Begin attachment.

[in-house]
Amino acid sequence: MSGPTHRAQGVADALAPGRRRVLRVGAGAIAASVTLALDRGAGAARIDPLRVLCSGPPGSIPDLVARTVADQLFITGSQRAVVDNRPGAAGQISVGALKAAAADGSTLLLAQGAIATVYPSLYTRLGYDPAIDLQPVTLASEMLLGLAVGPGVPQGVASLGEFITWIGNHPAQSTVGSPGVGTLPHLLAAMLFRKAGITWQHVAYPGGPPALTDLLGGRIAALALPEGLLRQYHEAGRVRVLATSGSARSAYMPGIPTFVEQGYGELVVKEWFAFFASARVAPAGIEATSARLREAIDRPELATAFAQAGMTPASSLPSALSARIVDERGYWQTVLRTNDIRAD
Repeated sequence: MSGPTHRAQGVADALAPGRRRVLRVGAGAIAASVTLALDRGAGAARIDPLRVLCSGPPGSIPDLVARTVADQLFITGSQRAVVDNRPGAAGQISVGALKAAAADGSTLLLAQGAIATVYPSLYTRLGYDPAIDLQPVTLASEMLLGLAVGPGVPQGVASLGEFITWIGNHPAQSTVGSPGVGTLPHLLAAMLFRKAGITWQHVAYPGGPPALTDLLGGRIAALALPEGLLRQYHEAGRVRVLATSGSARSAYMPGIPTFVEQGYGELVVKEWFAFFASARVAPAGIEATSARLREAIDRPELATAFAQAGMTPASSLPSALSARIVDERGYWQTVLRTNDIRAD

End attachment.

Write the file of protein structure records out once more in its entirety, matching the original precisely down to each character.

[in-house]
Amino acid sequence: MSGPTHRAQGVADALAPGRRRVLRVGAGAIAASVTLALDRGAGAARIDPLRVLCSGPPGSIPDLVARTVADQLFITGSQRAVVDNRPGAAGQISVGALKAAAADGSTLLLAQGAIATVYPSLYTRLGYDPAIDLQPVTLASEMLLGLAVGPGVPQGVASLGEFITWIGNHPAQSTVGSPGVGTLPHLLAAMLFRKAGITWQHVAYPGGPPALTDLLGGRIAALALPEGLLRQYHEAGRVRVLATSGSARSAYMPGIPTFVEQGYGELVVKEWFAFFASARVAPAGIEATSARLREAIDRPELATAFAQAGMTPASSLPSALSARIVDERGYWQTVLRTNDIRAD
Repeated sequence: MSGPTHRAQGVADALAPGRRRVLRVGAGAIAASVTLALDRGAGAARIDPLRVLCSGPPGSIPDLVARTVADQLFITGSQRAVVDNRPGAAGQISVGALKAAAADGSTLLLAQGAIATVYPSLYTRLGYDPAIDLQPVTLASEMLLGLAVGPGVPQGVASLGEFITWIGNHPAQSTVGSPGVGTLPHLLAAMLFRKAGITWQHVAYPGGPPALTDLLGGRIAALALPEGLLRQYHEAGRVRVLATSGSARSAYMPGIPTFVEQGYGELVVKEWFAFFASARVAPAGIEATSARLREAIDRPELATAFAQAGMTPASSLPSALSARIVDERGYWQTVLRTNDIRAD